Recently published research by U.S. Forest Service scientists provides important first-time analyses of the potential impacts of introducing plantations of freeze-tolerant Eucalyptus into the South.
Eucalyptus, a fast-growing tree native to Australia and Indonesia, is planted across large areas of Asia, Africa, and South America as a major source of hardwood fiber for paper and biofuels. Because of its sensitivity to freezing temperatures, Eucalyptus hasn’t been planted extensively in the U.S., where fiber markets are dominated by softwood from pines grown in the Southeast.
Some paper mills require hardwood fiber, and interest in using small-diameter hardwoods for biofuel pellets is growing. In the southern U.S., hardwood fiber mostly comes from natural stands, and sources are scarce, especially in localized markets. There is increasing interest in the South in the development of a freeze-tolerant Eucalyptus species to grow in plantations as a hardwood fiber source.
The prospect of Eucalyptus plantations also raises concerns, since Eucalyptus is known for using large quantities of water. Will landowners convert their forest land to Eucalyptus to get better returns? If they do, how could this affect southern water resources?
Forest Service Southern Research Station (SRS) scientists recently published companion articles in the journal Forest Science: one estimates the acres and types of land southern landowners might convert to freeze-tolerant Eucalyptus, while the other evaluates possible impacts on the region’s water resources.
Wear and North Carolina State University collaborators first defined a study area based on hardiness zones and water availability that spans the southeastern U.S. from east-central Texas to South Carolina. Then they compared net economic returns from potential Eucalyptus plantings with those of existing land uses, exploring how Eucalyptus plantations might develop under different market futures.
They found that Eucalyptus would probably be most competitive with planted pine, as opposed to agricultural and other land uses, and that conversions from pine could be expected on 0.8 to 1.4 million acres, 5 to 9 percent of the current area of planted pine.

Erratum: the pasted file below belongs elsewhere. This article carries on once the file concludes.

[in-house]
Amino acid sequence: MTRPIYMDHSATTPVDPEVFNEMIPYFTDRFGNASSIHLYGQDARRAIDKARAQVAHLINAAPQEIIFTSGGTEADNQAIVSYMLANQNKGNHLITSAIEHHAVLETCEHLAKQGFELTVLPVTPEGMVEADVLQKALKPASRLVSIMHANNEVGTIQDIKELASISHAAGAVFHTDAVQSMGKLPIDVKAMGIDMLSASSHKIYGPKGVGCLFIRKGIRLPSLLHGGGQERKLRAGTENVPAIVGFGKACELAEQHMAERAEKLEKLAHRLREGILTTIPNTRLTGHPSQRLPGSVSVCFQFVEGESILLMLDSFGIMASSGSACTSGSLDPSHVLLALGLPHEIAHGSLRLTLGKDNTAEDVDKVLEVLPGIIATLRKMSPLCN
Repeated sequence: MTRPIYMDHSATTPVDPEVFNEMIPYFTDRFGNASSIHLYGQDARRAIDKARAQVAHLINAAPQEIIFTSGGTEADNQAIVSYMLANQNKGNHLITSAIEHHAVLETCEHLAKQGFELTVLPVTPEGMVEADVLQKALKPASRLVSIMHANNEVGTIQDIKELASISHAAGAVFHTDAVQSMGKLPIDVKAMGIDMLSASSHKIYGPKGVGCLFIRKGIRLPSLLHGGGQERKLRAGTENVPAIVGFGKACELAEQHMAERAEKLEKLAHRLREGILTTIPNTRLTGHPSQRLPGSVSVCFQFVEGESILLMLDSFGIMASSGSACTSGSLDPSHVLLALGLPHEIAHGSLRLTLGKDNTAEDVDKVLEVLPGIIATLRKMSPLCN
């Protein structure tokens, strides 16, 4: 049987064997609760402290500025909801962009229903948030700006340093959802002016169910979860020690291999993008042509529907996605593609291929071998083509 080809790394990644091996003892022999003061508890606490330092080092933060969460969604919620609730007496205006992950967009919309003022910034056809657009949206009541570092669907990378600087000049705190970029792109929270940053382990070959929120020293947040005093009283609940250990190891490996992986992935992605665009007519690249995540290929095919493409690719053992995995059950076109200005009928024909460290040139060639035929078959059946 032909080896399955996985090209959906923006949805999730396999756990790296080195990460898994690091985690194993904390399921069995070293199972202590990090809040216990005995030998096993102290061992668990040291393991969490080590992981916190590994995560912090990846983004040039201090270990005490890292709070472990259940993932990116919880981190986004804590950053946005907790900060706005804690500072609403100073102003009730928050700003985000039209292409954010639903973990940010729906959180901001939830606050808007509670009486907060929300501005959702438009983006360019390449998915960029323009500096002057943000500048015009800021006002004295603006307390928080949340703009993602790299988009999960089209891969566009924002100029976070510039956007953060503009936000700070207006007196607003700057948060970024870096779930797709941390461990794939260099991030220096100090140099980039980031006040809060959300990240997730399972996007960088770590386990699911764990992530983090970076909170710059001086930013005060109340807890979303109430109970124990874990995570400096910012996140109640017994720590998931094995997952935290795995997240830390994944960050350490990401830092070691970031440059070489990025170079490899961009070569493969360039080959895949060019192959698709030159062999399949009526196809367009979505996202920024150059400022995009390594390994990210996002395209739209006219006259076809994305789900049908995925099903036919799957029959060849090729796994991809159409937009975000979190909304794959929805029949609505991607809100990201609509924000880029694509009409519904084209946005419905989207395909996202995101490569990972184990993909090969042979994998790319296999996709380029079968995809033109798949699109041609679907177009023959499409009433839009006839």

“Extending the analysis to the current area of naturally regenerated pine results in as much as 2.8 million acres,” said Wear. “But actual adoption depends on uncertain future markets for cellulose, especially for bioenergy feedstock.”
Vose and fellow scientists from the SRS Center for Watershed Science and the SRS Eastern Forest Threat Assessment Center used the study area developed by Wear to analyze potential impacts on water resources at stand and regional scales. “With one of the highest evapotranspiration rates among tree species, Eucalyptus plantings could have negative effects on water resources and aquatic ecosystems, especially at local scales,” said Vose. “To our knowledge, this study is the first critical analysis of the potential impacts of Eucalyptus on water resources in the U.S. South.”
To analyze effects at the stand level, researchers used a process-based model tied to climate data at five specific locations across the study area, applying the model to a hypothetical Eucalyptus plantation at each site from initial planting through a full rotation.
Precipitation varied widely among the five locations, from about 31 inches per year in the Texas location to about 61 inches per year in Mississippi. Stand-level results showed that Eucalyptus plantations could potentially lower water flow drastically in some locations.
“These effects will depend on the hydrologic conditions of the planting site and on the amount of land planted in Eucalyptus,” said Vose. “Negative impacts might occur in areas with low rainfall or where dry years are likely.”
For the regional analysis, the researchers applied the large-scale water balance model WaSSI at the watershed level, identifying the HUC-12 watersheds across the entire South-wide planting area identified in the Wear study. They simulated replacing different proportions of the existing conifer land cover with Eucalyptus.
The researchers found that at the level of conversion indicated by Wear’s research, effects at the watershed level would be negligible – even lower if plantations were on early rotation schedules. In contrast, if economic conditions promoted large-scale conversion of existing land cover (such as 50 percent of current conifer cover), there could be regional effects on water availability in areas such as the Florida Panhandle, south Alabama, southwest Georgia, and Mississippi.